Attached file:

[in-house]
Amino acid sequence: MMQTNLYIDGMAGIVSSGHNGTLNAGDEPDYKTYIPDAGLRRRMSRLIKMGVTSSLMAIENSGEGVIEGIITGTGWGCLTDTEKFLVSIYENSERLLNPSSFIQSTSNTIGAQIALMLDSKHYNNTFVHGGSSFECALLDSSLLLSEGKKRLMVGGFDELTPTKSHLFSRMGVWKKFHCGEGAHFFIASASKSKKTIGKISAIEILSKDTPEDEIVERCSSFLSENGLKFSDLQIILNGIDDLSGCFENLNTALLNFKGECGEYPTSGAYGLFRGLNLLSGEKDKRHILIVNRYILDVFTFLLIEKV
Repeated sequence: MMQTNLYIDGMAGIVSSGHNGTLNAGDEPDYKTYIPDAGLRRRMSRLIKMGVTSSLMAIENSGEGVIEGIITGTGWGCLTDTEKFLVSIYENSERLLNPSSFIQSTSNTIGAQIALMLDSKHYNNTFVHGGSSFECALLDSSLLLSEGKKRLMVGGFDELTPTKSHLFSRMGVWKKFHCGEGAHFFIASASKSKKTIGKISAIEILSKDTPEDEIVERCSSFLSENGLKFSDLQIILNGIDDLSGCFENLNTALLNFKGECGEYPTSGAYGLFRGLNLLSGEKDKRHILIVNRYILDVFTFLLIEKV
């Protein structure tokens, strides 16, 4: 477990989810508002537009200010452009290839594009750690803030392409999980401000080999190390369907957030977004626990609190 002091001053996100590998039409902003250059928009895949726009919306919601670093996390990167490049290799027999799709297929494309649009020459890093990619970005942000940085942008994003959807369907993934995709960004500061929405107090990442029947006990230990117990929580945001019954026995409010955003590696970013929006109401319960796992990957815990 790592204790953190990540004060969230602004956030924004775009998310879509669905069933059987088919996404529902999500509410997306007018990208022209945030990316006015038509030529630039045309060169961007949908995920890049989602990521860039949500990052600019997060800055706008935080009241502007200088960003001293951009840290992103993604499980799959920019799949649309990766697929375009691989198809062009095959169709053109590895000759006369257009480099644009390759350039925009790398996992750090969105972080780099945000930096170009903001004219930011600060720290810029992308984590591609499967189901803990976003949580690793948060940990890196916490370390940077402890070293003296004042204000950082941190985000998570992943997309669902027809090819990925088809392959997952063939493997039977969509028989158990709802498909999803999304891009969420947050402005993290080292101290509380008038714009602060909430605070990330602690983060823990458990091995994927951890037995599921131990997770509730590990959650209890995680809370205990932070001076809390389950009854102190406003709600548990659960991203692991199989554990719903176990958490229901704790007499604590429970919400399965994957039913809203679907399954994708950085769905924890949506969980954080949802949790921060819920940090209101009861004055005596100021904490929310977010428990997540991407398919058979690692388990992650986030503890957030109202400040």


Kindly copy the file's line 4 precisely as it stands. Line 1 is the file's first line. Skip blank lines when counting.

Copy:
């Protein structure tokens, strides 16, 4: 477990989810508002537009200010452009290839594009750690803030392409999980401000080999190390369907957030977004626990609190 002091001053996100590998039409902003250059928009895949726009919306919601670093996390990167490049290799027999799709297929494309649009020459890093990619970005942000940085942008994003959807369907993934995709960004500061929405107090990442029947006990230990117990929580945001019954026995409010955003590696970013929006109401319960796992990957815990 790592204790953190990540004060969230602004956030924004775009998310879509669905069933059987088919996404529902999500509410997306007018990208022209945030990316006015038509030529630039045309060169961007949908995920890049989602990521860039949500990052600019997060800055706008935080009241502007200088960003001293951009840290992103993604499980799959920019799949649309990766697929375009691989198809062009095959169709053109590895000759006369257009480099644009390759350039925009790398996992750090969105972080780099945000930096170009903001004219930011600060720290810029992308984590591609499967189901803990976003949580690793948060940990890196916490370390940077402890070293003296004042204000950082941190985000998570992943997309669902027809090819990925088809392959997952063939493997039977969509028989158990709802498909999803999304891009969420947050402005993290080292101290509380008038714009602060909430605070990330602690983060823990458990091995994927951890037995599921131990997770509730590990959650209890995680809370205990932070001076809390389950009854102190406003709600548990659960991203692991199989554990719903176990958490229901704790007499604590429970919400399965994957039913809203679907399954994708950085769905924890949506969980954080949802949790921060819920940090209101009861004055005596100021904490929310977010428990997540991407398919058979690692388990992650986030503890957030109202400040």